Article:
Friday, July 21, 2006

If you ever get the feeling

that the place you're shopping in is run by a shower of idiots who couldn't stage the proverbial piss up in a brewery then, guess what? You're probably right.

The retail sector isn't my natural home, I knew that years ago; I'm a lousy customer, how could I make a success of stack 'em high, sell 'em cheap. We're not quite at that end of the market but we're not far from it.

Whereever this curious career detour takes me, however it ends I won't regret it for the vivid experiences: the sampling of life amongst a demographic I've rarely experience before and in an economic cul-de-sac.

For all the importance of consumer spending to the overall economy, however central retail is to the circulation of money (the oxygen in the bloodstream of the economy), it is in many senses a dead end.

There's nowhere else for the product to go once it gets here. It simply has to be sold or it can't be, and nature abhors a vacuum. People make stuff and people build stores in which to sell stuff and employ people to stack and flog stuff and employ people to design manipulations to convince the public that they need (and can afford) the stuff.

The truth though is that most of what we sell every day of the week is non-essential. I'm willing to bet that probably 90% of what passes through our check-outs falls into that category in the sense that no-one would die for want of that soft drink, bag of crisps, chocolate, alcohol, cigarettes, biscuits, cakes and so forth. We feed our selves and pour the other 90% of our grocery spending into 'stuff'.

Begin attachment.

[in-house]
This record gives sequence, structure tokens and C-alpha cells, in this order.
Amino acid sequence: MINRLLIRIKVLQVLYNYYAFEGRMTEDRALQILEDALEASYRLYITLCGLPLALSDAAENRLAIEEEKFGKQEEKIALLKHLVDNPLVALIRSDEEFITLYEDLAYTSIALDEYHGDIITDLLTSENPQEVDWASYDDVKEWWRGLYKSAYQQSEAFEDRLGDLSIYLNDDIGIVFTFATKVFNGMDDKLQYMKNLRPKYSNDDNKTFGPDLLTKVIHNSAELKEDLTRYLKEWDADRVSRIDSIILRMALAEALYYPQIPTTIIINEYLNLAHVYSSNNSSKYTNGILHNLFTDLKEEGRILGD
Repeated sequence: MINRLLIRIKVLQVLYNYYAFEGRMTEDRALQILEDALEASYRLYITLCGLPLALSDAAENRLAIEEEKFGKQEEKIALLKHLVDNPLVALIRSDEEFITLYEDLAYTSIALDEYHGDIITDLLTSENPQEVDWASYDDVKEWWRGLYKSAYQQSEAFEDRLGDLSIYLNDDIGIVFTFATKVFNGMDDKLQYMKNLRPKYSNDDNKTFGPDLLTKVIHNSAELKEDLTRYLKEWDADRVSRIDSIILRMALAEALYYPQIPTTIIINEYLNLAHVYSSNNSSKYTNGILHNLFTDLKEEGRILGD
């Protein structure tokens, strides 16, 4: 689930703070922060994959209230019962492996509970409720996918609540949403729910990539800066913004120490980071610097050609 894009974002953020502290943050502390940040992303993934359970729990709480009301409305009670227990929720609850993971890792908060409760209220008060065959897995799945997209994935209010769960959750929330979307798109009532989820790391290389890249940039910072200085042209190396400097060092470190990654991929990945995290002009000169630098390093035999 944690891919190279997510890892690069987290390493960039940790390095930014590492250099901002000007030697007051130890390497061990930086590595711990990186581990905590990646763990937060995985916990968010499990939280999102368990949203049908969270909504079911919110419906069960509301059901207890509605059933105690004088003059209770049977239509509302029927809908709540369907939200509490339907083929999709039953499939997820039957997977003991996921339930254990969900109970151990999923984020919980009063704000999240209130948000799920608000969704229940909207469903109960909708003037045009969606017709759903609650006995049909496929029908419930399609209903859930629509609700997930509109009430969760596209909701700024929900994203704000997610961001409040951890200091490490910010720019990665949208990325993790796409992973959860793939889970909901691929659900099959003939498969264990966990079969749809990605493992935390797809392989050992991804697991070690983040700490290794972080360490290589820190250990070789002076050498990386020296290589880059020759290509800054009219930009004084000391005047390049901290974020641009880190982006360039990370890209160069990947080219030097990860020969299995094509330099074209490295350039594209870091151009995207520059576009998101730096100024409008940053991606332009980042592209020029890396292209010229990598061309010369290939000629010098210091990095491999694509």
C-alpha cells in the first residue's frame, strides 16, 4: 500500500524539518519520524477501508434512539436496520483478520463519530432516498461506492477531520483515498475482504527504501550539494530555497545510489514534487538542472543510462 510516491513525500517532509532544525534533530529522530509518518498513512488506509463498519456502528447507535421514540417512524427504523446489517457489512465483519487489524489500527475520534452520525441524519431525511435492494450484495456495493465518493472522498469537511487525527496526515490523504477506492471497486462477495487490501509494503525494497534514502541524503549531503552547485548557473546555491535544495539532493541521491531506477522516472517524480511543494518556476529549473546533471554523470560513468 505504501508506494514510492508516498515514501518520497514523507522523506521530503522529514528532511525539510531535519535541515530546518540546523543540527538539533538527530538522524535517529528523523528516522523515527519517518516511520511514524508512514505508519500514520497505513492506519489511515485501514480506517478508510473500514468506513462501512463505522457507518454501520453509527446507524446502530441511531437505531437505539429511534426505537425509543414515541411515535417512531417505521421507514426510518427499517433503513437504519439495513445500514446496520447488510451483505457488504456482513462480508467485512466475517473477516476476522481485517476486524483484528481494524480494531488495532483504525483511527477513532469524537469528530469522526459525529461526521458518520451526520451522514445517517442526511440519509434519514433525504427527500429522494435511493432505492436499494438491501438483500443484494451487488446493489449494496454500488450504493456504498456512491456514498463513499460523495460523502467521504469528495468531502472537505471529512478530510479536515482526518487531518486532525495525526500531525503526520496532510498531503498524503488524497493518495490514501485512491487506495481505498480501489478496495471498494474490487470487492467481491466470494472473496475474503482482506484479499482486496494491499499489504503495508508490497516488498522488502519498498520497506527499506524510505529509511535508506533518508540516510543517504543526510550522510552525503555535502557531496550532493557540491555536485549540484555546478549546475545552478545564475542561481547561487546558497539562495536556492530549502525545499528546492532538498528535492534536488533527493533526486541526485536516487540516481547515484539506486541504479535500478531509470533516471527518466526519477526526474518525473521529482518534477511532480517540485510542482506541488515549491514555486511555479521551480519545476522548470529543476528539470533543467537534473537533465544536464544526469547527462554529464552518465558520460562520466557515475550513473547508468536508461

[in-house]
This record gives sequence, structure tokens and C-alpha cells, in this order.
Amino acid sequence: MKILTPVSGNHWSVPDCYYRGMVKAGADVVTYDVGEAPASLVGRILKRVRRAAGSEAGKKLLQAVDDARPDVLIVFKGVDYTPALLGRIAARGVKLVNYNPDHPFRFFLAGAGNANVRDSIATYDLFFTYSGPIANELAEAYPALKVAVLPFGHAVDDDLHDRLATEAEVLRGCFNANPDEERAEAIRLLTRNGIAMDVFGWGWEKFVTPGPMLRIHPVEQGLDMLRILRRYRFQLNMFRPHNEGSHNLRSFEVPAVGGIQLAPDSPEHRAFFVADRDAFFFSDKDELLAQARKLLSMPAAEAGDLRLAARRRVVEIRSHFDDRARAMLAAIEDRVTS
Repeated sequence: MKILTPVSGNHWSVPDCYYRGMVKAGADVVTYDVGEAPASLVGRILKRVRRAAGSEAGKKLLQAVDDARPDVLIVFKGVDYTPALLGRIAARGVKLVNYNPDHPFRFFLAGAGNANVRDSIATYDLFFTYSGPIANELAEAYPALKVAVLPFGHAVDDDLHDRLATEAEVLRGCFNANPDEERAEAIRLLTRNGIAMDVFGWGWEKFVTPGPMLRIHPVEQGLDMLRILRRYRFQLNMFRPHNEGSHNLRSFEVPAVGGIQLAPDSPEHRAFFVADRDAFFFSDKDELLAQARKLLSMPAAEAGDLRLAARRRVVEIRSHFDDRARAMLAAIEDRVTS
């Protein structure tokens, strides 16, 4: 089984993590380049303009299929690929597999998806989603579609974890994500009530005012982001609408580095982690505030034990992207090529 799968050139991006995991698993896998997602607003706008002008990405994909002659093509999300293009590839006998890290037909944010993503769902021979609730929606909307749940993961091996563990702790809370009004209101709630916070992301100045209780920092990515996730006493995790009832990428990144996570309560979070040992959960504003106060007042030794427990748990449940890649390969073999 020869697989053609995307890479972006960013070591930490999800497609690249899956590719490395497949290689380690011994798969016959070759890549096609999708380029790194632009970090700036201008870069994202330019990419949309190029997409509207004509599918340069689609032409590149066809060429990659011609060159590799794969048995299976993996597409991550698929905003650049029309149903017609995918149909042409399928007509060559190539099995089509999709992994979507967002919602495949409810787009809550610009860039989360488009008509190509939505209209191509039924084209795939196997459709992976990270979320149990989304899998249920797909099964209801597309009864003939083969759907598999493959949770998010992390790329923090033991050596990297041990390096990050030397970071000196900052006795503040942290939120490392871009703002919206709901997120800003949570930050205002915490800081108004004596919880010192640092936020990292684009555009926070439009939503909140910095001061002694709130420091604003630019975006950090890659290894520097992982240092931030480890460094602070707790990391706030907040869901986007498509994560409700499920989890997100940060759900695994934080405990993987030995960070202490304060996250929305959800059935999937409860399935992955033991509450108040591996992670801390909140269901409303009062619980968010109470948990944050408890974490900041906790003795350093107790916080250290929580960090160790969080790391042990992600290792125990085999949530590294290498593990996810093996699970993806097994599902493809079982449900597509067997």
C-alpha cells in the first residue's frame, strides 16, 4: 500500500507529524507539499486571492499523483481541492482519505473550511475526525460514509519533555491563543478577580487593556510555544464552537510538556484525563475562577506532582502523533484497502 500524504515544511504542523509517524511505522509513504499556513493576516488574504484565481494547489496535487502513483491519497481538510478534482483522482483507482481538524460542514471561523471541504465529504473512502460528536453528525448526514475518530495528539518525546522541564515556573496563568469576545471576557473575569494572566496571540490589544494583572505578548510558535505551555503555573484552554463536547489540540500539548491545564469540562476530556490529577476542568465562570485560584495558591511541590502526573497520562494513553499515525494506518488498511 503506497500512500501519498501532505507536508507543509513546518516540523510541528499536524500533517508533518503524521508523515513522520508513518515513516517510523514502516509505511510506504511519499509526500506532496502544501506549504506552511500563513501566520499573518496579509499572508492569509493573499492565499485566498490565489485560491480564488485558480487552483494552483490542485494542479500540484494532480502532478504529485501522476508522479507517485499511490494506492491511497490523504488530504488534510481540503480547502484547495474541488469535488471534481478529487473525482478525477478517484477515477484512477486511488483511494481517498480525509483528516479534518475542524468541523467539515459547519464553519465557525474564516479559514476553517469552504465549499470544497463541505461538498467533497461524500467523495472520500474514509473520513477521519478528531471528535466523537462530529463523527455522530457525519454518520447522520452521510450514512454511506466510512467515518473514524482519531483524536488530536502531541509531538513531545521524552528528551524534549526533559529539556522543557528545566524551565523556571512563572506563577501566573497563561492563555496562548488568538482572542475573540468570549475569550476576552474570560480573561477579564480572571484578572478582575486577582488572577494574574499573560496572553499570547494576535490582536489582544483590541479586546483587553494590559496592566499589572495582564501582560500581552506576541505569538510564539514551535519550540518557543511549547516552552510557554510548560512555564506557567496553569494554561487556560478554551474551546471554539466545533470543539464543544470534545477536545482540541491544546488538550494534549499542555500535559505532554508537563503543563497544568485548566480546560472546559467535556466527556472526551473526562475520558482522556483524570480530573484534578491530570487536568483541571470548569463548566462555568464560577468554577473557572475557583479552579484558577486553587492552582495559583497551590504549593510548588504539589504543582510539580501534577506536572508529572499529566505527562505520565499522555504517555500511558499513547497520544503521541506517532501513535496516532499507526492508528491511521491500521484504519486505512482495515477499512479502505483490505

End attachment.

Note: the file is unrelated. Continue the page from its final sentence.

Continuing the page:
The alternative to this cornucopia of choice is of course the starkly unappealing barren shelves of eastern europe and the soviet union before the curtain crashed.

So I'm conflicted. I do believe in a free market economy, I just find the logical conclusion of that argument as manifested in cheap, mass-produced junk made for and bought by people who have no real need for it (can't really afford it anyway) thoroughly distasteful.

It seems you can't go wrong by under-estimating the taste and discretion of British consumer. So we flog microwaveable burgers which must surely be disgusting. They almost certainly skirt the line that exist to define and separate what is fit for human consumption from that which is not. And they fly off the shelves.

Most of them are bought by spotty yoots who should be immersed in academic work or in training towards acquiring a saleable skill or in a job. These yoots are being left to drift through their adolesence without any direction or supervision and without a clue how to look after themselves. When they can they purchase cigarettes and alcohol.

A proportion of the rank produced is purchased though by the mothers of these yoots and their younger siblings. This junk is fueling a generation of brits that have worse prospects than any generation born in the preceding century. The very technology that enables me to compose and publish this post is driving change at a pace that like all seismic industrial shifts before it leaves vast swathes of the population drowing in its wake.